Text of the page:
Energy is vital for every nation in the world -- yet no other
sector gets as much bad press.
According to 2011 statistics from
, oil is the predominant source of energy production around the
world, followed by coal, natural gas, renewables and nuclear. The
energy sector is seeing a revival being led in part by deepwater
drillers and shale oil -- despite the Deepwater Horizon disaster
In the months after that spill, energystocks , particularly
oil, took a hit: The
Energy Select SectorSPDR ETF (
fell 20% between April and July. However, if you had bought in
during that time of crisis, you would've seengains of nearly 63%
in less than ayear when thestock topped $80 the following
I've found a similar situation developing right now in another
energymarket that's been overlooked for years: nuclear power.
After the 2011 disaster at Japan's Fukushima nuclear power
plant, uranium prices fell from more than $70 a pound to $50 in
the span of just a couple months. The entire sector has been
shunned, and ore prices have continued to sink, to a current
level near $34 a pound.
Uranium is due for a comeback, thanks to the most basic tenet
of economic theory -- supply and demand. Nuclear energy
isn't in decline -- it's very much a growth industry. About 13.5%
of the world's energy is produced through nuclear power, with 435
plants currently in operation. Construction is underway on more
than 60 new reactors in 13 countries, with 160 more planned.
The U.S. gets alot of low-enriched uranium from Cold War-era
Soviet missiles. This supply line is set to end at the end of
this year, whichwill remove 24 million pounds of uranium from the
Toput that into perspective, about 175 million pounds are used
each year worldwide in nuclear power generation. Mining companies
provide only about 135 million pounds. That 40
million-pounddeficit is about to grow by 60%, which will almost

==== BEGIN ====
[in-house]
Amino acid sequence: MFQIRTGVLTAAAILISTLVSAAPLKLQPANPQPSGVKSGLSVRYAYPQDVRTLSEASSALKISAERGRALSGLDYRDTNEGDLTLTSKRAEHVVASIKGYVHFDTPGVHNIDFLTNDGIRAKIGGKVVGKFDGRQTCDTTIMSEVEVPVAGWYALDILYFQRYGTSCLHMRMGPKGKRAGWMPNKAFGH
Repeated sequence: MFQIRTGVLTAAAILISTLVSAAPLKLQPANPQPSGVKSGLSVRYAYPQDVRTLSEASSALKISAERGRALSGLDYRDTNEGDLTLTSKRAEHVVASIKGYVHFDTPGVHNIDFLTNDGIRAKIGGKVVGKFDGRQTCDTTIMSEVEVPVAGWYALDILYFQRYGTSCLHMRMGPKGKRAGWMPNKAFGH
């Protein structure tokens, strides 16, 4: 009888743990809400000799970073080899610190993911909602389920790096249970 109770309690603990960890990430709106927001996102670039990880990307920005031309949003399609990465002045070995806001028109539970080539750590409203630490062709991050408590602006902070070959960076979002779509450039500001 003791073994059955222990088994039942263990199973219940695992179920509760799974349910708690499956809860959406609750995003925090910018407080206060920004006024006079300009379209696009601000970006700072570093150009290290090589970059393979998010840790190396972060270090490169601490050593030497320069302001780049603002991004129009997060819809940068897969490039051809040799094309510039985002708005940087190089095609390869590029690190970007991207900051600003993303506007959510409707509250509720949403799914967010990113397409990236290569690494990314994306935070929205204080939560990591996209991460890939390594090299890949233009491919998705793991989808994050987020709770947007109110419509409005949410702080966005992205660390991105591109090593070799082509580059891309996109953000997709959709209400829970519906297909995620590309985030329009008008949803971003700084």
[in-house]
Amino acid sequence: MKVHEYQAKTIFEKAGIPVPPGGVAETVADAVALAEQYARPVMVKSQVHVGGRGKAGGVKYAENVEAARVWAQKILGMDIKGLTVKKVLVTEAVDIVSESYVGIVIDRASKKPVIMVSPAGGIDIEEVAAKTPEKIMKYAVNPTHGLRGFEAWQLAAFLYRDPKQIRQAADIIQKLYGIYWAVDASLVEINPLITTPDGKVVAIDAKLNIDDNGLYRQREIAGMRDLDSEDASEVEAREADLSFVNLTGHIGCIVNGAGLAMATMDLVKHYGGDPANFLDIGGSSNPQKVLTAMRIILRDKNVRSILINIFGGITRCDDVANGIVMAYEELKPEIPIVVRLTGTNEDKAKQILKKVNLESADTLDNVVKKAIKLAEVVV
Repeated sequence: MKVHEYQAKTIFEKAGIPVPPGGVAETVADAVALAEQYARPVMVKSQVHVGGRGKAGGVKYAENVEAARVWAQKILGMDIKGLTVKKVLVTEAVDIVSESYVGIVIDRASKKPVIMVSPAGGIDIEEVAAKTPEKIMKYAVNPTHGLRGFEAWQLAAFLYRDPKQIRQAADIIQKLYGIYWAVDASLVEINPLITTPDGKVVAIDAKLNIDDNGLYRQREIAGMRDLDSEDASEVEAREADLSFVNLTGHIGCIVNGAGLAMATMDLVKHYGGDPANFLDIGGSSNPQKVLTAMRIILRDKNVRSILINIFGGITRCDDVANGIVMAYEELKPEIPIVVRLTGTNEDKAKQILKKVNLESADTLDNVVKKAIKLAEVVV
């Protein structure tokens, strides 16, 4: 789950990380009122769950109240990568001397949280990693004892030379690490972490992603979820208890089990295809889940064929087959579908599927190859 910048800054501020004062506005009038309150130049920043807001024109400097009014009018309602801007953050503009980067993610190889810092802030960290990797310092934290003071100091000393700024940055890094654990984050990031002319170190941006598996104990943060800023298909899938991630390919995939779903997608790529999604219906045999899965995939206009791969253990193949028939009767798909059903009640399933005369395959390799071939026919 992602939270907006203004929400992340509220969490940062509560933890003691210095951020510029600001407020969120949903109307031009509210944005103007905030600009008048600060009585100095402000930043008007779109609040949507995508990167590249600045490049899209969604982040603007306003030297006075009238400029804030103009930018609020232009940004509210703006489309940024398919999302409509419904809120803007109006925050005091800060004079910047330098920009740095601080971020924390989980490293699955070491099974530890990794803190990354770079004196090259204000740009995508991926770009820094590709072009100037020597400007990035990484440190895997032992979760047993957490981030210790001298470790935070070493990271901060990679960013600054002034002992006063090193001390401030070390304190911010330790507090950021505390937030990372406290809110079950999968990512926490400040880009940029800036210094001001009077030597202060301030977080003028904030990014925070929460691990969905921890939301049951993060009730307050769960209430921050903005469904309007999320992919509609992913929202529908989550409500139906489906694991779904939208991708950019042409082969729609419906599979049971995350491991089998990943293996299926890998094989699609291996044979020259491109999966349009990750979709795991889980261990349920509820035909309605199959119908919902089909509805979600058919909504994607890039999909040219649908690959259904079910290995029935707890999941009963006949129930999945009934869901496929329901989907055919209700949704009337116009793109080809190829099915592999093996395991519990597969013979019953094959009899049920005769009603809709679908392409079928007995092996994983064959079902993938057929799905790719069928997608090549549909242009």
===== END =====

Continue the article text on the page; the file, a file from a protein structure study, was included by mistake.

certainly cause prices to rise.
The best way to take advantage of this opportunity is through
GlobalX Uranium ETF (
. Thisexchange-traded fund (ETF) holds a number of uranium
Paladin Energy (
Uranium EnergyCorporation (UEC)
Individually, these miners have exceptional risk due to their
limited sizes and low ore prices, making a broad-based ETF a
betteroption . In addition,consolidation may soon come into play,
much like the solar industry is experiencing now. URA is down
about 20% this year, but I see that as a buying opportunity while
the uranium sector is still flying under the radar.
Risks to consider:
Building a nuclear power plant is a capital-intensive
endeavor that can take many years to complete. Delays due tocash
flow problems could result in a slower uranium price
Action to Take -->
Uranium prices are at their lowest point since 2006, but all
indications point to a supply-drivenrally into next year. The
Global X Uranium ETF is currently trading near $15, which looks
like a good entry point considering that its
relative strength (RS)
indicator of 30 is on the cusp of a classic oversold
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